9. I think before a “Barista” could become a profession – the industry has a lot more to do to prove to 90% of the consumers that espresso is more that just strong coffee made with fancy equipment. Bartenders serve more drink varieties than baristas, and have not managed to make a “profession” out of bartending. Sometimes I think baristas get overinflated egos and need to loosen the berkenstocks a little bit to increase blood flow. It is coffee for crying out loud – good coffee – but I highly doubt you are going to see a bachelors or masters in coffee grinding offered by any college soon.

    We own two (successful) cafe’s with espresso bars, and have come to the conclusion that while we can all agree there is a science to developing and roasting a good coffee bean, there is no rocket science in being a barista.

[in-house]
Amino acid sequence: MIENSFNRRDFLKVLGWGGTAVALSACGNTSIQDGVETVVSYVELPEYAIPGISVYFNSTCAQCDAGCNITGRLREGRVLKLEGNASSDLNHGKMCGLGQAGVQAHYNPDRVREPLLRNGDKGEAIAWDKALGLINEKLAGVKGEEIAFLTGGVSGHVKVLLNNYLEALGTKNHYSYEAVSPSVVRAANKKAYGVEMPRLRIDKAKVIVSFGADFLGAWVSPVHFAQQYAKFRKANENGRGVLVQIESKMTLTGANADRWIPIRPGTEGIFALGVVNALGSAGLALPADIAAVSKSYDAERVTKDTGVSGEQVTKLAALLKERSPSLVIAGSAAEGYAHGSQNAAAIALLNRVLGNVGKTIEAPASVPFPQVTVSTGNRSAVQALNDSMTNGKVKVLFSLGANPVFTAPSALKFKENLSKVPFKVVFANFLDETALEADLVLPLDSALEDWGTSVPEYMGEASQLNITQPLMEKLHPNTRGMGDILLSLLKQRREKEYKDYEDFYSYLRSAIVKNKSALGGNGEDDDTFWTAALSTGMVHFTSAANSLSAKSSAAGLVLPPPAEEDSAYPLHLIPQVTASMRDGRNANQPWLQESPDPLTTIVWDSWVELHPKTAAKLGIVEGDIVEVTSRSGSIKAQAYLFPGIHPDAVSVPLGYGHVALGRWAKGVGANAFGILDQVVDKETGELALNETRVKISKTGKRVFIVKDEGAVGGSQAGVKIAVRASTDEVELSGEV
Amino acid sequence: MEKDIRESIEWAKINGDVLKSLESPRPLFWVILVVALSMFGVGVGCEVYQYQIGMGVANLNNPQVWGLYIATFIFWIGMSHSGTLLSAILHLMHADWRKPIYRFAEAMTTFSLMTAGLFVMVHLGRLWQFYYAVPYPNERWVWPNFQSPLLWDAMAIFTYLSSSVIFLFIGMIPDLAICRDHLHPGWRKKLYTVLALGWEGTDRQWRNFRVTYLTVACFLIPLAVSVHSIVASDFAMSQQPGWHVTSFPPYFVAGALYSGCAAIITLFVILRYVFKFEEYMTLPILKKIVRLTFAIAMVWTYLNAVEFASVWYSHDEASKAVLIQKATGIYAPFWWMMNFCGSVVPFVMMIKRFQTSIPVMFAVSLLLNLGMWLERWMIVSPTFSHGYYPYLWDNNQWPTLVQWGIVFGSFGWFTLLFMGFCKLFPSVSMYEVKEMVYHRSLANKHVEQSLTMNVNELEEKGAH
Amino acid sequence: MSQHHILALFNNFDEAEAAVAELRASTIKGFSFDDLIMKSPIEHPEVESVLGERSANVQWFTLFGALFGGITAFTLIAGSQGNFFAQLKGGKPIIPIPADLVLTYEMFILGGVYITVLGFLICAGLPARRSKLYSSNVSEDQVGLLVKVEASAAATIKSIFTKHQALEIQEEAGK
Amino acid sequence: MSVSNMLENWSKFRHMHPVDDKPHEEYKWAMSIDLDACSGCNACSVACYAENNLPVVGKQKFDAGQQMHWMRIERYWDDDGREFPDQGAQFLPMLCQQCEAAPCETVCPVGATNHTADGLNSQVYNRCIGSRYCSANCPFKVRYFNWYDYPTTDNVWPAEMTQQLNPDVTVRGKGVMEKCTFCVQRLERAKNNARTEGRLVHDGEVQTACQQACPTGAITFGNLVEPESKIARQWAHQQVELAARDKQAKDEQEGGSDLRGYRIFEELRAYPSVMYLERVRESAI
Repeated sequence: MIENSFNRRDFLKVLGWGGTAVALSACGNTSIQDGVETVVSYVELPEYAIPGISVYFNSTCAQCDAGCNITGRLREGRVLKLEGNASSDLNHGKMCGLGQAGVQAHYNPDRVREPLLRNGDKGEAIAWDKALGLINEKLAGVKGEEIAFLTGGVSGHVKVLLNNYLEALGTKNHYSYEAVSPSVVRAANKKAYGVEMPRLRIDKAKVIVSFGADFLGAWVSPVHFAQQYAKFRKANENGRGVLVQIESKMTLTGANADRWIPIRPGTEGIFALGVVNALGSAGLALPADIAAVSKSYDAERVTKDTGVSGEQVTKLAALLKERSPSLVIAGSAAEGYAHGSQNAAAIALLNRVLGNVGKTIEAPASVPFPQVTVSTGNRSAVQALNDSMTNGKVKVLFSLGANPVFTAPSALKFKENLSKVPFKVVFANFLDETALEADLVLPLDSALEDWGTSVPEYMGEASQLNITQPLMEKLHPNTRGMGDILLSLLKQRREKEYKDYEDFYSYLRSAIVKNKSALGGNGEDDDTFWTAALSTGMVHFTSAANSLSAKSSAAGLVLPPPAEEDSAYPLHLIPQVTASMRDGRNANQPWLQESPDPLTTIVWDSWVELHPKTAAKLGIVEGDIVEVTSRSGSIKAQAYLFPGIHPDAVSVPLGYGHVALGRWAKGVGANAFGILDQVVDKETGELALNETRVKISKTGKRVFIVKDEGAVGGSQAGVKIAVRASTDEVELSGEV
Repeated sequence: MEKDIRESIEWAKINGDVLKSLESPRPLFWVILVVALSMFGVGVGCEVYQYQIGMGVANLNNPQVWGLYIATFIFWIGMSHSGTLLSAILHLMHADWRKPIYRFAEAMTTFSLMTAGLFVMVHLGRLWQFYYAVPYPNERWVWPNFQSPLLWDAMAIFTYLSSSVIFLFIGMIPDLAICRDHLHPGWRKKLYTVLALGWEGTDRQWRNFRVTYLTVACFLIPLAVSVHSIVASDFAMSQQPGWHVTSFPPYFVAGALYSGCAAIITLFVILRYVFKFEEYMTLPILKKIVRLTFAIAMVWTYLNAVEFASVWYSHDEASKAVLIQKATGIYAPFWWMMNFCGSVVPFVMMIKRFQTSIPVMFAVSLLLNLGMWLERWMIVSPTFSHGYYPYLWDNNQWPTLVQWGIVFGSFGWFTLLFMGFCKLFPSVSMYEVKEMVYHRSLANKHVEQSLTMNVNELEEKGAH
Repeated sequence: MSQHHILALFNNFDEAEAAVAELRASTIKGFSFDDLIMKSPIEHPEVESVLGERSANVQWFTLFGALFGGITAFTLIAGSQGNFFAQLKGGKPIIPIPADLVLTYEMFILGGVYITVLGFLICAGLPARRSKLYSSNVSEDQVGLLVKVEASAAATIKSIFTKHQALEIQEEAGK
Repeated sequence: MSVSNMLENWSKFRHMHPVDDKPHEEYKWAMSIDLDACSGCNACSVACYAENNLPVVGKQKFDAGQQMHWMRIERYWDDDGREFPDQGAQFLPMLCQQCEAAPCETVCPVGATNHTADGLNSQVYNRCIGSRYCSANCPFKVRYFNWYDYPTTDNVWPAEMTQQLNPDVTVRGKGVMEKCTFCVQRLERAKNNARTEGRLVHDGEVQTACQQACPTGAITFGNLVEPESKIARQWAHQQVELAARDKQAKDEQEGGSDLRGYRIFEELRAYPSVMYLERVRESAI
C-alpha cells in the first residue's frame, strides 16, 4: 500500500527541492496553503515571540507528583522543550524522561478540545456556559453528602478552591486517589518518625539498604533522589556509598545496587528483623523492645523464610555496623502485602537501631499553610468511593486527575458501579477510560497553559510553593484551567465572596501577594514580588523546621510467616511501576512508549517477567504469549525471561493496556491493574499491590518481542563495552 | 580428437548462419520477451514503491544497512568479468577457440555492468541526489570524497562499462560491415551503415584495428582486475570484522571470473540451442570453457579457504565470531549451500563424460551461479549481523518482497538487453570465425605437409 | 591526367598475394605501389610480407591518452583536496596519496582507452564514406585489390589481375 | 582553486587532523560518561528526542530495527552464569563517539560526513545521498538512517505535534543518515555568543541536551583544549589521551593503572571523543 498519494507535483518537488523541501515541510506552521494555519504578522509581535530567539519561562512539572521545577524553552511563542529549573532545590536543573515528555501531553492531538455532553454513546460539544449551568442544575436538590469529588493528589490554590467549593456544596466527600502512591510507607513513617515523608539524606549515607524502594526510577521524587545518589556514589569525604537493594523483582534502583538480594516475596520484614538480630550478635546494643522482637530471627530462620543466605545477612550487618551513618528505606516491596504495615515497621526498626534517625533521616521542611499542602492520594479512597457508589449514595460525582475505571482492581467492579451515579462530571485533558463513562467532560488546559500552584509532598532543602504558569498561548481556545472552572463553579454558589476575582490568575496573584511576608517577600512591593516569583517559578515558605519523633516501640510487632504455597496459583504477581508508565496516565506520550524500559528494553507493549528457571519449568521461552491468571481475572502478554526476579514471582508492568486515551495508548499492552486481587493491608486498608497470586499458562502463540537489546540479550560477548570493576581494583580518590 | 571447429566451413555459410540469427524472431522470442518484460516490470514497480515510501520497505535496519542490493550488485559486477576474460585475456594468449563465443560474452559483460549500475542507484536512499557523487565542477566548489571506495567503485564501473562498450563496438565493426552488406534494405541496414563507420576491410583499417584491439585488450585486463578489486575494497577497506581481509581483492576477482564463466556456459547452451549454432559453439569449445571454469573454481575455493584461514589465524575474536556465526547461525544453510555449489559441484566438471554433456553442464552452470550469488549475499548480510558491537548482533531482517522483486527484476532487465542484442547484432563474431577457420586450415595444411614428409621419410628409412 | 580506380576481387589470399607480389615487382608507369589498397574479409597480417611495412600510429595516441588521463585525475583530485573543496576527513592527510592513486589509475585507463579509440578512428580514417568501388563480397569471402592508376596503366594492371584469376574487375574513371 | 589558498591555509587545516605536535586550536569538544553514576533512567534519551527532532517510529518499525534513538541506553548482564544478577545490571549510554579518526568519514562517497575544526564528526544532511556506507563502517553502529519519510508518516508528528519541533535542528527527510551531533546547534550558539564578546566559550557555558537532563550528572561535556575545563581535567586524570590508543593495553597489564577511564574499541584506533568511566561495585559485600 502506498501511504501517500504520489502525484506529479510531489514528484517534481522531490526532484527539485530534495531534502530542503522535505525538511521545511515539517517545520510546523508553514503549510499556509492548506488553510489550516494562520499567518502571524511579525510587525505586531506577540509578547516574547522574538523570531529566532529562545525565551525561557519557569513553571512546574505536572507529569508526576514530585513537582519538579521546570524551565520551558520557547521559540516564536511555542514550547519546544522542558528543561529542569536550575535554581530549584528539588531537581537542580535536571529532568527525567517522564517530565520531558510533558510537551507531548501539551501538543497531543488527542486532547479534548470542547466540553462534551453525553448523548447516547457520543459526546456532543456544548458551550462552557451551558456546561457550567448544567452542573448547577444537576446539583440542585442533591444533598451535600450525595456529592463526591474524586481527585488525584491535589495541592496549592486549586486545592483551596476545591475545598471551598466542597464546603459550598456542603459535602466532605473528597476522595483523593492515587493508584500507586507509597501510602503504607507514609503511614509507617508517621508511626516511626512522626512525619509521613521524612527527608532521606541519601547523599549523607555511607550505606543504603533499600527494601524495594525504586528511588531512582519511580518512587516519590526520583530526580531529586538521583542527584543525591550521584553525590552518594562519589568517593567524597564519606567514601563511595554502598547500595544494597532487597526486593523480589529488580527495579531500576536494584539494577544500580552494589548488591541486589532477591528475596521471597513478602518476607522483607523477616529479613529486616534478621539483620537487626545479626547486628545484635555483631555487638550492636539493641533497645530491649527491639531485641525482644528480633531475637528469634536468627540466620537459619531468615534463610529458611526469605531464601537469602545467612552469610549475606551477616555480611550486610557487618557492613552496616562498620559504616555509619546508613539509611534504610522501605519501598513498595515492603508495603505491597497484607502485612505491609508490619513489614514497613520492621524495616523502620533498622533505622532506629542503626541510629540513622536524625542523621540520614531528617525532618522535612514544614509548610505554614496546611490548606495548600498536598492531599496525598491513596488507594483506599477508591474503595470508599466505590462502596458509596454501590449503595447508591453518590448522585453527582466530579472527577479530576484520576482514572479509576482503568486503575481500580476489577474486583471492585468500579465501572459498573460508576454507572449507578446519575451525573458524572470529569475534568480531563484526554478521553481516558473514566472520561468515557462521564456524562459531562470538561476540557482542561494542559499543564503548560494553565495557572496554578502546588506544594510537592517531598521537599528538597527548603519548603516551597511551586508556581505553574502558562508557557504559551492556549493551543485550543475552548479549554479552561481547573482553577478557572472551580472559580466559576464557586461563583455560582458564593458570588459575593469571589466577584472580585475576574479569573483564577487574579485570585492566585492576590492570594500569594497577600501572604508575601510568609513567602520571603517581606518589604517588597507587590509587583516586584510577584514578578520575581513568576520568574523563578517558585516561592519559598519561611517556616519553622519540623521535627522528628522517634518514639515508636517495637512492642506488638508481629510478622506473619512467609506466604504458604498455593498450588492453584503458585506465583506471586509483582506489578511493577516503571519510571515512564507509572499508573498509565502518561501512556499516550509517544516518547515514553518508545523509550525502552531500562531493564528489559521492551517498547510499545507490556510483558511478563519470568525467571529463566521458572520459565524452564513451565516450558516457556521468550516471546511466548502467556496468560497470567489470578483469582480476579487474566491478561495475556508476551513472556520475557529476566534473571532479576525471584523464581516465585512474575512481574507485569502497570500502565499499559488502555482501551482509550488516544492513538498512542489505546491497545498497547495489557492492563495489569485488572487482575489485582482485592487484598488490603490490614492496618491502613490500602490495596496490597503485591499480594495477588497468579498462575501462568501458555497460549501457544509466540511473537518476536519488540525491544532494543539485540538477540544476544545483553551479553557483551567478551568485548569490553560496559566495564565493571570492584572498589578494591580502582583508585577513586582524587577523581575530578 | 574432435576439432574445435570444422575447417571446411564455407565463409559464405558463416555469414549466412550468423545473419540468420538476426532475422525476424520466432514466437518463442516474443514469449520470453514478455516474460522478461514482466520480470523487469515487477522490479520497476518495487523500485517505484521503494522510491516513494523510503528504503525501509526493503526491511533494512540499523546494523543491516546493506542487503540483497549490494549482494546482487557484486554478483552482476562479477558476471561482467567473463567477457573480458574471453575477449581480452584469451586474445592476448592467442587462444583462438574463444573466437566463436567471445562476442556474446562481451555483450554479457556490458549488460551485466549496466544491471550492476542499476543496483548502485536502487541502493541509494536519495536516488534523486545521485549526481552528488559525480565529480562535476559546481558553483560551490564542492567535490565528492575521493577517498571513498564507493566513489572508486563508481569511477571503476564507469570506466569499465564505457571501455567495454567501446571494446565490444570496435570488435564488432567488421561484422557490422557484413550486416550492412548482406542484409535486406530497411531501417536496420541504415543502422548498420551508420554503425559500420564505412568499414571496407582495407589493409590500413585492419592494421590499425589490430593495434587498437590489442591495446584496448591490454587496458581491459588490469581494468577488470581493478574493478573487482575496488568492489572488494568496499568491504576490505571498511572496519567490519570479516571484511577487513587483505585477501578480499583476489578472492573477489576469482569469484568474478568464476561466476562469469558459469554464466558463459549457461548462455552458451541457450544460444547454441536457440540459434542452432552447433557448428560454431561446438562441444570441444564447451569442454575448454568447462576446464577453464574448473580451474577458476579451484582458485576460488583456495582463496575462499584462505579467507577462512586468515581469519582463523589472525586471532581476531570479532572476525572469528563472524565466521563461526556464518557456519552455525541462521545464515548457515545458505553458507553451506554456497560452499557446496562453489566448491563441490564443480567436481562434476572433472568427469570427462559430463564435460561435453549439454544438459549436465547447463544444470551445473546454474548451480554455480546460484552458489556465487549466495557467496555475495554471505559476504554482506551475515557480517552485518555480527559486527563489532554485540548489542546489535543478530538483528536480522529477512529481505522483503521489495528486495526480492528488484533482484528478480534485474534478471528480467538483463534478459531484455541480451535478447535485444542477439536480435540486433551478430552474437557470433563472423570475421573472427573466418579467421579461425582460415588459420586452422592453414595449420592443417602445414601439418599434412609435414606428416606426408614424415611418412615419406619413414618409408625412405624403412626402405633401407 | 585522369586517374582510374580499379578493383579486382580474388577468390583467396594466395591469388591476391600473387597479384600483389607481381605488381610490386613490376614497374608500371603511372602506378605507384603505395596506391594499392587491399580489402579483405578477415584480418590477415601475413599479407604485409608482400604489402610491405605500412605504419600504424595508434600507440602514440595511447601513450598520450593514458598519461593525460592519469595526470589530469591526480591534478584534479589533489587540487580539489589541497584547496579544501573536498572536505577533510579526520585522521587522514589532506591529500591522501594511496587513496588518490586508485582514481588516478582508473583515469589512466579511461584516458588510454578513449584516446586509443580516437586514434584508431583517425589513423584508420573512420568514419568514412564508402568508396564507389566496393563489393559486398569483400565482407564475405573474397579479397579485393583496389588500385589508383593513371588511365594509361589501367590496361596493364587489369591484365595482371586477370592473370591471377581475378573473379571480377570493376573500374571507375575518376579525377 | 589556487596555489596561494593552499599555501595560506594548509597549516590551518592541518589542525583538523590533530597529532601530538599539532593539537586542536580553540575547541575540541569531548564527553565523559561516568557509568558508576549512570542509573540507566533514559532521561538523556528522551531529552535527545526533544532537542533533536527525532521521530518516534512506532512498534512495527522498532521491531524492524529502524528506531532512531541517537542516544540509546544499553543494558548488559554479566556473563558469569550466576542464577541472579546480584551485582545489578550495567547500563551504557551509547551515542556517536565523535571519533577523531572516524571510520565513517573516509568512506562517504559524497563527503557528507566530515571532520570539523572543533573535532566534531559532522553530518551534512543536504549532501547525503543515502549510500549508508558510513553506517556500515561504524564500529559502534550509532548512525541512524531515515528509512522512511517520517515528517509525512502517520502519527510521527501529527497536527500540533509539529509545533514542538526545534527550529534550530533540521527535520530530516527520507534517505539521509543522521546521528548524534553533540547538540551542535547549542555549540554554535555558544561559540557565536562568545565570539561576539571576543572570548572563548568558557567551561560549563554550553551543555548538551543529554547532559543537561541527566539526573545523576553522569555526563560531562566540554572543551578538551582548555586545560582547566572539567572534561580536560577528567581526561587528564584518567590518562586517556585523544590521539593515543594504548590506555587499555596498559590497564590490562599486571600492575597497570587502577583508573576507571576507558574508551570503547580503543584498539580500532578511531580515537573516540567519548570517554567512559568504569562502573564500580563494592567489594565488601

Some of the hype created about the critical timing between grinding and serving is for the most part a bunch of malarkey.

    After being challenged by one of our newly hired experience baristas that we were serving “bad” drinks by using 1 hour old doses, we had that barista conduct several blind taste tests using high end freshly roasted coffees, with grinds that sat for 3-4 days (way past the 15-30 seconds that our barista will claim the coffee degrades in after grinding). Using the same exact grind and coffee, we prepared Lattes from 20 second old doses, 1 day old doses, and 3 day old doses. Not a single tester out of 40 people could tell which one was the 20 second dose, and in fact, 6 picked the 3 day old dose as having a better taste, the rest claimed that there was no real difference in taste between the 3 prepared drinks.

    Our “professional” barista quit the next day claiming that 40 of our customers “just don’t know what good coffee is”. I think is was more that the “professional” barista could not prove the “science” behind his claims.